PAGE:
I can probably answer that for Cranky: because there are others who enjoy reading them, like me. :idunno: I doubt many of us will study Tangut, but it’s of intellectual interest to know how the various scripts came about, and how they differ.

Victor Mair and I have been friends for years. As a favor, and because I like the journal myself, I volunteer as webmaster for Sino-Platonic Papers, which explains why I always know when something new comes out.

I generally follow the notion that if I’m interested in the topic, at least a few other Forumosans might be too. Anyway, it’s not like the Culture & History forum is awash in new posts; so when I have the opportunity to add something on topic here I often do so.

But of course some of the journal issues are going to be more broadly popular than others. I’m open to suggestions for issues to release sooner rather than later. Those interested can check the SPP catalog and post requests here. I’ll probably put up most of the first 70 issues before turning to anything more recent than those, so anybody hoping for a free issue of, say, Conversion Tables for the Three-Volume Edition of the Hanyu Da Cidian, will have a wait of years and years.

Wow, that’s pretty cool, cranky.

It would be really interesting to meet you and DB sometime. Reminds me of my sophomore summer when the GSI/TA asked me if I wanted to join in on his Manchu class that summer.

I used to like Mair. I’m still waiting for someone else capable of evaluating his idea for a Mesopotamian origin of Chinese characters. And his Zhuangzi translation was really good.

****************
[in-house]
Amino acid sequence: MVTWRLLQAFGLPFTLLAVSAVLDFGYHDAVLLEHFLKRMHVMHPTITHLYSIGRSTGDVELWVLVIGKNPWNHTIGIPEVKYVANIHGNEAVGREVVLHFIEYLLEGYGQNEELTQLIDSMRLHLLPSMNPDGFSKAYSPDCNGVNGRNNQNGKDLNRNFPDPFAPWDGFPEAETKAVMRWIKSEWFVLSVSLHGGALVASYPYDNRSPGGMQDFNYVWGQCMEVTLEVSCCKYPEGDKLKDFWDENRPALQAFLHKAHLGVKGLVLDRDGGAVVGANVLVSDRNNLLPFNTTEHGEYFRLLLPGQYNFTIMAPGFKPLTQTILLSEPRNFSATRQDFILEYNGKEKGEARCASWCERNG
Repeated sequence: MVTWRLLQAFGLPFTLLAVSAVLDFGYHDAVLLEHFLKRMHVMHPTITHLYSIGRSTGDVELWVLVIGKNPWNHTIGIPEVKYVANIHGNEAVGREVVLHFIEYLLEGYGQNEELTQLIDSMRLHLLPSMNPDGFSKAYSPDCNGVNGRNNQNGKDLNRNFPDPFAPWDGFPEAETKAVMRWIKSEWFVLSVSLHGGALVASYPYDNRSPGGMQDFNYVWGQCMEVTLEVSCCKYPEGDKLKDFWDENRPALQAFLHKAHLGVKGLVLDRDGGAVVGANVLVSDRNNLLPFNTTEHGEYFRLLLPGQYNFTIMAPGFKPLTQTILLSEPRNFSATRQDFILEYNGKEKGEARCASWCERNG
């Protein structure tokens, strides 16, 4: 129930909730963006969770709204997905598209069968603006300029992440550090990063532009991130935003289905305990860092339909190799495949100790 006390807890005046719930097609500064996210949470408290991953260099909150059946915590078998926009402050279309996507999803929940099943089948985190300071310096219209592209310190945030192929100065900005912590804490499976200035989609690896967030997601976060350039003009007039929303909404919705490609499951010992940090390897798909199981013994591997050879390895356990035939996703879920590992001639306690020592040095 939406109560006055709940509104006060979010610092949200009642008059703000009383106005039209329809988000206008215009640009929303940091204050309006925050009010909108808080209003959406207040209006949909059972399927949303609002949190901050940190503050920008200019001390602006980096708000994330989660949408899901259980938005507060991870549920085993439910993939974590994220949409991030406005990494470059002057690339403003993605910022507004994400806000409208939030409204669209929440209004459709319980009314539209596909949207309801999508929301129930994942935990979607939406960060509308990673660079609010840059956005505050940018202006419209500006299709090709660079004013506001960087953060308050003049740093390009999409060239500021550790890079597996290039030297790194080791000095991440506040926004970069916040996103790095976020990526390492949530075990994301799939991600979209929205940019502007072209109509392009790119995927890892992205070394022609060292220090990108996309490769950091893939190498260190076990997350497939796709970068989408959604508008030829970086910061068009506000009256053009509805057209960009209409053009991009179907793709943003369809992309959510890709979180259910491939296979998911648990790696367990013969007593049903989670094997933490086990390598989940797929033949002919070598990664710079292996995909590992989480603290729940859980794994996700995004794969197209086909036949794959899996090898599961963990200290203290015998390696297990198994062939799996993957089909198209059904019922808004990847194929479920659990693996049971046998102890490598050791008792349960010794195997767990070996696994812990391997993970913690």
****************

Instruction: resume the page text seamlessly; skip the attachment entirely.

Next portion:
But now I regard him–and everybody else who participated in Livia Kohn’s two volume “Taoist Handbook”–as a sycophant who kisses the Chinese government’s ass, unless I hear that editor Livia Kohn arranged its contents without their knowledge. (No one seems to have objected.) The handbook, you’ll recall, covered almost every aspect of Taoism pretty well…except Taiwan, which was wedged into the survey of contemporary China. Japan and Korea got full articles, but Taiwanese Taoism is just a bunch of magazines…! I know why they did it (too chickenshit to risk their future Chinese visas) but that’s the problem with Chinese studies today. The scholars are increasingly part of the problem.

yes, thank you for posting these and other links. always nice reading such. there are just so many common links of the eurasian scripts that daydreams start running easy, ala “-stan” as in pakistan, the cyriilic sh character and the chinese character for mountain. i love speculating where it all began or never even met.

Mair rules. Please inform us if and when the Columbia Hist. Of Chinese Lit. is available as an e-book. it’s too damn heavy to import.